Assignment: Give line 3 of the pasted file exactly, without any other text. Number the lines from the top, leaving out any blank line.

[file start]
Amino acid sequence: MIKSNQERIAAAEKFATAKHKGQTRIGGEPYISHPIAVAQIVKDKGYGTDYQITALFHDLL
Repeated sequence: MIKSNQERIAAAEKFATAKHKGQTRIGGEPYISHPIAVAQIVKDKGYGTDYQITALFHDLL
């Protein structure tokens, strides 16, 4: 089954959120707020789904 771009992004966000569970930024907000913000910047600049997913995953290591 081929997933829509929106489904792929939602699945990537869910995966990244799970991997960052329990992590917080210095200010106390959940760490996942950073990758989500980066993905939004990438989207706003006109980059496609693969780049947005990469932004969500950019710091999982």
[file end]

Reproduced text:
């Protein structure tokens, strides 16, 4: 089954959120707020789904 771009992004966000569970930024907000913000910047600049997913995953290591 081929997933829509929106489904792929939602699945990537869910995966990244799970991997960052329990992590917080210095200010106390959940760490996942950073990758989500980066993905939004990438989207706003006109980059496609693969780049947005990469932004969500950019710091999982």